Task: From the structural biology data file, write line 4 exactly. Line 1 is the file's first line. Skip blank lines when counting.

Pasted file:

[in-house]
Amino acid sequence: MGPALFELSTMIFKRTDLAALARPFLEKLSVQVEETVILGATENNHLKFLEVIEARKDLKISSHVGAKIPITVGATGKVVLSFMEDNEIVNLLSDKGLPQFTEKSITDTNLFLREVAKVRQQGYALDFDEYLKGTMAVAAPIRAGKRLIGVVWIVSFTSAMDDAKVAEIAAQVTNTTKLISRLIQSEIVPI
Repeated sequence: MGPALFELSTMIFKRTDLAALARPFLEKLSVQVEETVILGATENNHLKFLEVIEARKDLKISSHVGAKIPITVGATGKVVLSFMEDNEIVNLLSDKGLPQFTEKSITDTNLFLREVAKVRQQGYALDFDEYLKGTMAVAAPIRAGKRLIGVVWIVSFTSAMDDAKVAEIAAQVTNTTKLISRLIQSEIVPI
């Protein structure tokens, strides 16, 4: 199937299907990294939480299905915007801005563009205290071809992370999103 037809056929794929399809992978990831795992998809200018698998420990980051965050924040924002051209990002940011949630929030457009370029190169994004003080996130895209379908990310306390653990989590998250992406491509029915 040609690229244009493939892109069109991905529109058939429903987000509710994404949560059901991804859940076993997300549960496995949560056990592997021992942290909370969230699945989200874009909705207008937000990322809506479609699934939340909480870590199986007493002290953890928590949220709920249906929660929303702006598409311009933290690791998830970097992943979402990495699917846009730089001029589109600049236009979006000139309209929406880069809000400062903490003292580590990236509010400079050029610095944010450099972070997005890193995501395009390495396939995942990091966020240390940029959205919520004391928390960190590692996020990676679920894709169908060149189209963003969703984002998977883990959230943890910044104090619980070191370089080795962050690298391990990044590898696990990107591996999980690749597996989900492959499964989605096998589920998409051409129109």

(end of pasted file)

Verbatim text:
């Protein structure tokens, strides 16, 4: 199937299907990294939480299905915007801005563009205290071809992370999103 037809056929794929399809992978990831795992998809200018698998420990980051965050924040924002051209990002940011949630929030457009370029190169994004003080996130895209379908990310306390653990989590998250992406491509029915 040609690229244009493939892109069109991905529109058939429903987000509710994404949560059901991804859940076993997300549960496995949560056990592997021992942290909370969230699945989200874009909705207008937000990322809506479609699934939340909480870590199986007493002290953890928590949220709920249906929660929303702006598409311009933290690791998830970097992943979402990495699917846009730089001029589109600049236009979006000139309209929406880069809000400062903490003292580590990236509010400079050029610095944010450099972070997005890193995501395009390495396939995942990091966020240390940029959205919520004391928390960190590692996020990676679920894709169908060149189209963003969703984002998977883990959230943890910044104090619980070191370089080795962050690298391990990044590898696990990107591996999980690749597996989900492959499964989605096998589920998409051409129109």